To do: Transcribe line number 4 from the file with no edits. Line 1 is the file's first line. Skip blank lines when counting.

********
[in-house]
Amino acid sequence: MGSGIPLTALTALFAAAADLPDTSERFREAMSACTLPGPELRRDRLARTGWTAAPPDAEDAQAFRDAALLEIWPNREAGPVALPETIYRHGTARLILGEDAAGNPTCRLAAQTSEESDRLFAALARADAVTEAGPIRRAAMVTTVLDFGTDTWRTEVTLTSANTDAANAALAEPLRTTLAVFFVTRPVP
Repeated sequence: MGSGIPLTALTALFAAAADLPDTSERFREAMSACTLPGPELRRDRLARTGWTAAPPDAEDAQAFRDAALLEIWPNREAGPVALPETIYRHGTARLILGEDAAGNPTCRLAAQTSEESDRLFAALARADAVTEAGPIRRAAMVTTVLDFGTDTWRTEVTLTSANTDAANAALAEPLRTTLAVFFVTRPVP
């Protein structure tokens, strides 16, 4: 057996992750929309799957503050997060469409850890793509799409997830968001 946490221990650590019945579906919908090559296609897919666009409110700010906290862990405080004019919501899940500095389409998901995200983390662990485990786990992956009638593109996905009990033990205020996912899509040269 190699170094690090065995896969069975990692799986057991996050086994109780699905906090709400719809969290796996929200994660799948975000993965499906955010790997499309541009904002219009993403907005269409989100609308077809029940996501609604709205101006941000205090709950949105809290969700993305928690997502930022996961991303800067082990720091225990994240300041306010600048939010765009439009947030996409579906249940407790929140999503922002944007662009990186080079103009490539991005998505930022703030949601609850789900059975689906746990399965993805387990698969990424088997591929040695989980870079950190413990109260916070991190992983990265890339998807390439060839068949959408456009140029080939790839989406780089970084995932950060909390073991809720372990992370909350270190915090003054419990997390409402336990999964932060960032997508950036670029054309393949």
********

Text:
């Protein structure tokens, strides 16, 4: 057996992750929309799957503050997060469409850890793509799409997830968001 946490221990650590019945579906919908090559296609897919666009409110700010906290862990405080004019919501899940500095389409998901995200983390662990485990786990992956009638593109996905009990033990205020996912899509040269 190699170094690090065995896969069975990692799986057991996050086994109780699905906090709400719809969290796996929200994660799948975000993965499906955010790997499309541009904002219009993403907005269409989100609308077809029940996501609604709205101006941000205090709950949105809290969700993305928690997502930022996961991303800067082990720091225990994240300041306010600048939010765009439009947030996409579906249940407790929140999503922002944007662009990186080079103009490539991005998505930022703030949601609850789900059975689906746990399965993805387990698969990424088997591929040695989980870079950190413990109260916070991190992983990265890339998807390439060839068949959408456009140029080939790839989406780089970084995932950060909390073991809720372990992370909350270190915090003054419990997390409402336990999964932060960032997508950036670029054309393949």